(Foreward: This weekend I was asked by a soccer podcast that was recording at the HDC what I thought about potentially being the first team to have a gay player suit up for them. There is so much more to Robbie Rogers than being a homosexual, and I certainly don’t want to minimize every other aspect about him, but for the sake of this piece we’re sticking specifically to what it means to have a “gay player” on the LA Galaxy.)
I remember sitting in section 138 with the rest of my LARSers watching Robbie Rogers and the Columbus Crew defeat the New York Red Bulls in the 2008 MLS Cup Final. It’s always painful to watch another team celebrate a title in your building, but what are ya going to do? I, like many MLS fans, was impressed with Columbus’ young winger. A few years have passed and it now looks like that impressive young winger might be pulling on our world-famous white top. But “Robbie Rogers to the LA Galaxy” isn’t as simple as it once would’ve been. Now that Robbie has come out as a homosexual, he is a groundbreaking individual who looks to be the first openly gay player to suit up in a major US sport.
But before all that let’s look into Robbie as a player…
Robbie Rogers is a proper, pure left winger. Not a center midfielder playing wide and oft-cutting inside (like a certain LA Galaxy player with the initials M.S.), not a forward taking years and goals off his records by “being a team player” and playing left midfield, not a right back inspiring pundits to call for his trade because he’s playing out of position. But a real “hug-the-touchline” winger. Exactly what the LA Galaxy needs.
Rogers’ first foray into professional football began with a successful three-week trial that blossomed into a two-year contract with Dutch Eredivisie side Heerenveen. Disappointingly for Robbie, he made numerous reserve league appearances but never managed to crack the first team. Five months after signing his deal with Heerenveen both parties split by mutual consent.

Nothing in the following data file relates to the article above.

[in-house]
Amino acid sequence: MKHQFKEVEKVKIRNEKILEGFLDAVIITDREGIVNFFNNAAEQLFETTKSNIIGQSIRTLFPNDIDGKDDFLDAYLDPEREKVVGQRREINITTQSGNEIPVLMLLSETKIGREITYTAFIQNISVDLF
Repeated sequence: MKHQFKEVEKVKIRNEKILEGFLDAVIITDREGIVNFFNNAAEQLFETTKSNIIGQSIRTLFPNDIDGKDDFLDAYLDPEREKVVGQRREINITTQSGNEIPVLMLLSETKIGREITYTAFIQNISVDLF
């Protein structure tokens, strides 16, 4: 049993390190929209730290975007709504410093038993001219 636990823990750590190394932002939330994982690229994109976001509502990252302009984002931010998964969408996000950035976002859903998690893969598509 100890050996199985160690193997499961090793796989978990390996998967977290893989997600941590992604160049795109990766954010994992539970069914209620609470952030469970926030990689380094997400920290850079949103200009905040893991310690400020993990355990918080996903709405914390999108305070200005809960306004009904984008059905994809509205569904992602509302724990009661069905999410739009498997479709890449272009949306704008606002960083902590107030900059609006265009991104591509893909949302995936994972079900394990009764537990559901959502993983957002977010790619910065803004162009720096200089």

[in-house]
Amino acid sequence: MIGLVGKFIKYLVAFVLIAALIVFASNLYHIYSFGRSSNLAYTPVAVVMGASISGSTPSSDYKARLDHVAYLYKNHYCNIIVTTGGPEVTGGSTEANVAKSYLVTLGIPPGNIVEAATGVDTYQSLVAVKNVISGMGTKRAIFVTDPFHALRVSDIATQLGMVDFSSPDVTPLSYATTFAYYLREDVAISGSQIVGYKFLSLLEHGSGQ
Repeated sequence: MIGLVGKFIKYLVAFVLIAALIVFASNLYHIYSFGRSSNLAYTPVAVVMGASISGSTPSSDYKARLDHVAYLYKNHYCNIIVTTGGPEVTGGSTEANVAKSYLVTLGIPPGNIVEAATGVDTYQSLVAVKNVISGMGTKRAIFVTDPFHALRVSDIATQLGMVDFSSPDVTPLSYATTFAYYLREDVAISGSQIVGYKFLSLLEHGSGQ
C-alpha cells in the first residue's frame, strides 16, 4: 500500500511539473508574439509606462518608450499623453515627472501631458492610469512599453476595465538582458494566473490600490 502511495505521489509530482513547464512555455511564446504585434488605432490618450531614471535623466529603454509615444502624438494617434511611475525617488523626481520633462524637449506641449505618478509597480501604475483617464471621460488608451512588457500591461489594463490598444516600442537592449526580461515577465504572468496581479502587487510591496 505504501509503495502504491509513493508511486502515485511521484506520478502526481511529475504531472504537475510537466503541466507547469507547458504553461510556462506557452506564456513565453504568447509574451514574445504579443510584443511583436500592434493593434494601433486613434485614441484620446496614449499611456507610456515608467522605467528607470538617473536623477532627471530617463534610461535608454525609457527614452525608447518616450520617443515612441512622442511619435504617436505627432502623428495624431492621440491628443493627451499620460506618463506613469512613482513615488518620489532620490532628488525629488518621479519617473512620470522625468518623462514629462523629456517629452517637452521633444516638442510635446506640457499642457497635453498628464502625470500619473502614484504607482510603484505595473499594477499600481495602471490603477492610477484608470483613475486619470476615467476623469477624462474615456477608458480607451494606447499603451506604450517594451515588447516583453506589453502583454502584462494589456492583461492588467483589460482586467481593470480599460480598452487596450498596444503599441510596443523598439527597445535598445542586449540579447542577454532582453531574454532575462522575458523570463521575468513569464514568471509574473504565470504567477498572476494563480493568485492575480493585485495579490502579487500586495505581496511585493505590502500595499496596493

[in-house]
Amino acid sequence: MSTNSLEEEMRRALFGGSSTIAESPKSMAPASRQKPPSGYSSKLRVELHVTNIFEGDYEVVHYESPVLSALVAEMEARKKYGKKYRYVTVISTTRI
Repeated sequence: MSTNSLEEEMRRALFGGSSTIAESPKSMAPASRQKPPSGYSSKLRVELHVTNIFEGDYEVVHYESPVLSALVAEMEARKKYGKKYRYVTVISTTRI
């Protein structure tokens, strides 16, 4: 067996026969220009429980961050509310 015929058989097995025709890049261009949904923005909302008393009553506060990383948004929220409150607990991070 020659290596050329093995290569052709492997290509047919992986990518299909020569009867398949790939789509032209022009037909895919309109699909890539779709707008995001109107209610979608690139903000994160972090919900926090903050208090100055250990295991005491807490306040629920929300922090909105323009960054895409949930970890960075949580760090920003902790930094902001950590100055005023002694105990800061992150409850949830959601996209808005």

Columbus won a special Draft Lottery (Oh MLS and its silly rules) for Robbie’s rights and signed him in March of 2007. Rogers went on to play for Columbus for five years until US Men’s National Team manager Jurgen Klinsmann vouched for Robbie with then-Leeds United manager Simon Grayson which was enough to get Rogers a two-week trial. Robbie did enough to earn himself a contract, was eventually granted a work permit (he hadn’t played 75% of USA’s games for the year which is necessary to automatically receive a work permit in England) and signed for Leeds United, making his debut February 18th 2012.
Unfortunately for Robbie, he suffered a head injury in his debut for Leeds and was out for a few weeks. A week after returning from his head injury he suffered an ankle injury that ended his 2012 campaign. Rogers eventually trained with the Galaxy for two weeks, sparking speculation that the Galaxy was set to make a move for him, but he ended up returning to Leeds in July to get their preseason underway. Eventually Robbie was loaned to Stevange, which was at the time being managed by former Colorado Rapids manager Gary Smith. Sadly his time at Stevenage was hit by injuries as well, and when Robbie eventually returned to Leeds during the January transfer window it was announced that he and Leeds were splitting by mutual consent and he was available on a free transfer.
One month later he retired from football and came out via his blog as a homosexual. Rogers was the first professional soccer player based in Britain to come out since Justin Fashanu in 1990.
Now for the “Groundbreaking”…
One thing we always say in the LA Riot Squad is that any individual is allowed to say whatever they want, but they never speak “for the group”. You represent yourself, you do not represent LARS. Especially on so-called “controversial” issues. Well, and I might get in trouble for this later, but I AM going to speak for my group. It would be an honor to have Robbie Rogers wear our crest.